Emmy and BAFTA award-winner Rick Rosenthal is a distinct blend of biologist, educator and filmmaker who has spent decades filming in some of Earth's wildest waters. Rick is bringing the expertise he's gainied while filming documentaries such as “Planet Earth” and “Great Migrations” for the BBC, Disney Nature, National Geographic and Discovery Channel to IE's October 11 Amazon River cruise.
We sat down with Rick Rosenthal while preparing for his Amazon cruise to find out his best tips for filming wildlife.
- Think like a predator: You are hunting with a camera. A great deal of wildlife film making involves stalking and getting into the right position to get the shot.
- Patience, passion and persistence win the day. It takes days and even weeks to get that special shot.
- Know the location, and figure out in advance the best place to setup with the camera. In case like IE's Amazon River cruise, trust the instincts, advice and knowledge of IE's naturalist guides who are on the river weekly.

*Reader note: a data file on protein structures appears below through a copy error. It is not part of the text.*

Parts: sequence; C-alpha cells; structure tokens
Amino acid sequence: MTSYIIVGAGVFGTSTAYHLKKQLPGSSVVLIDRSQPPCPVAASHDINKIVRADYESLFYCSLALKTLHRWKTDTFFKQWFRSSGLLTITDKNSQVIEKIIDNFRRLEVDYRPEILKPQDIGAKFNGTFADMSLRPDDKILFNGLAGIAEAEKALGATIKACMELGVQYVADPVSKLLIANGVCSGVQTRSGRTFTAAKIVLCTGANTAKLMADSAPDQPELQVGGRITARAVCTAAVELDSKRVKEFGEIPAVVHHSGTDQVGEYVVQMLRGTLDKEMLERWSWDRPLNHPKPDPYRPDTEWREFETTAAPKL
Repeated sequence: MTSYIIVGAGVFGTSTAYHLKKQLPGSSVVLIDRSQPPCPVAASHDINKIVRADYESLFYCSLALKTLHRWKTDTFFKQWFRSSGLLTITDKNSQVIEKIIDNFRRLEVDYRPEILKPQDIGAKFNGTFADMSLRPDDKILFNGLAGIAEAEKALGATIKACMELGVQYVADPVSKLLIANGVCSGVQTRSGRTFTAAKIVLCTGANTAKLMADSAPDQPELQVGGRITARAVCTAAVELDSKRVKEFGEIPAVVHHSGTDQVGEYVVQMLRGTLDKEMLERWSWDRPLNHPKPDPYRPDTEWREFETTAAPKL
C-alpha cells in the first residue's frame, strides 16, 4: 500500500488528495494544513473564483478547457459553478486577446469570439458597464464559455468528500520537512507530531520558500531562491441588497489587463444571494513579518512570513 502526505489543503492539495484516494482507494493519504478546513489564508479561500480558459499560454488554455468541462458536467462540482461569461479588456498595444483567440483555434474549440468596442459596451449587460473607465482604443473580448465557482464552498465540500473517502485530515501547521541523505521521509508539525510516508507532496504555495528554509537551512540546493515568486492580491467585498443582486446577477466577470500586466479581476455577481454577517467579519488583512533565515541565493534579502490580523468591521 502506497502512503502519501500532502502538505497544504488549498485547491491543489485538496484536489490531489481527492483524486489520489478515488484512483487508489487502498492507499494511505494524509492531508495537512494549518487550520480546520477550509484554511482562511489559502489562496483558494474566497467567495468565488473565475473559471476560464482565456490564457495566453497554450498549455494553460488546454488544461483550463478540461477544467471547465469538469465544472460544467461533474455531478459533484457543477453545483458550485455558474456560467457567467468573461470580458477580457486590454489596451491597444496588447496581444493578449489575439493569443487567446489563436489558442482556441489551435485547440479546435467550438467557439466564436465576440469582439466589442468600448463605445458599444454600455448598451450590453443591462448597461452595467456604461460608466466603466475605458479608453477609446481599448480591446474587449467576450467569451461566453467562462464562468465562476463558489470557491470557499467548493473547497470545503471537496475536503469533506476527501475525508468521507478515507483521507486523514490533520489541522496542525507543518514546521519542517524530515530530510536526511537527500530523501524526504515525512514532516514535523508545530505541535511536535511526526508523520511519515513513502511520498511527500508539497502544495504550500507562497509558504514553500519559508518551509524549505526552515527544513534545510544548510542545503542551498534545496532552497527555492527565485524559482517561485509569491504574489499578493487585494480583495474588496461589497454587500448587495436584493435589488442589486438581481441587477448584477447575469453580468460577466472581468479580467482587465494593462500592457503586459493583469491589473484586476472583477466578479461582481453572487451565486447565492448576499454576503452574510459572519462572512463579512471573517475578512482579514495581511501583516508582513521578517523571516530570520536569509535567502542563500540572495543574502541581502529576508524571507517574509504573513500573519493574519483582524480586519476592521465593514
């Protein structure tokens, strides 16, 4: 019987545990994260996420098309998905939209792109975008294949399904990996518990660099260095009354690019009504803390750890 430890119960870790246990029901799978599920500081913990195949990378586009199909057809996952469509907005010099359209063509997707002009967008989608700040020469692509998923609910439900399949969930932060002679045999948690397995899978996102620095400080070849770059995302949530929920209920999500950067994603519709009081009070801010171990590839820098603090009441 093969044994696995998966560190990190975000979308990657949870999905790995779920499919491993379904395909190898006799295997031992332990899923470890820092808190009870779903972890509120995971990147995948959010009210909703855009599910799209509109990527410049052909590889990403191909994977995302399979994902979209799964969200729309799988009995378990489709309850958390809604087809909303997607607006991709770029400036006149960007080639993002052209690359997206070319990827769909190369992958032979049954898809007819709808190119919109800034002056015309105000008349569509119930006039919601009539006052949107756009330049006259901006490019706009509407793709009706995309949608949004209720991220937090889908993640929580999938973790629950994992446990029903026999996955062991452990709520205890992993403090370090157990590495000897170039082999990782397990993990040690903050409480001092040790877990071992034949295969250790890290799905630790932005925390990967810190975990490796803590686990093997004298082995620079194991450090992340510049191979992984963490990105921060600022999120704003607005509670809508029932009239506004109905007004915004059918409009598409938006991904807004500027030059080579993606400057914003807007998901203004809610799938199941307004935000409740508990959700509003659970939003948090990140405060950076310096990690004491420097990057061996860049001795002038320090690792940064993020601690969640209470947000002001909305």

- With marine mammals, more often than not, the first encounter is the best.
- When filming in water, either fresh or salt, use a snorkel and limit your use of scuba. Bubbles are disturbing to many aquatic animals. Swim quietly, without splashing and use gear you are comfortable with.
- Work with a tripod when filming on reefs, and on land when using a long lens. This piece of kit also helps in rivers and streams.
- When diving avoid wearing bright colors and don't overload on the gear.
- Leave cell phone and cigarettes behind. It seems obvious, but sudden noises and strong smells will keep the wildlife away.
Make your plans to travel with Rick on IE's October 11 Amazon cruise today by calling 800-234-9620! Want to know more about how Rick films wildlife, including how kayaking helps him get closer to marine life? Check out this video!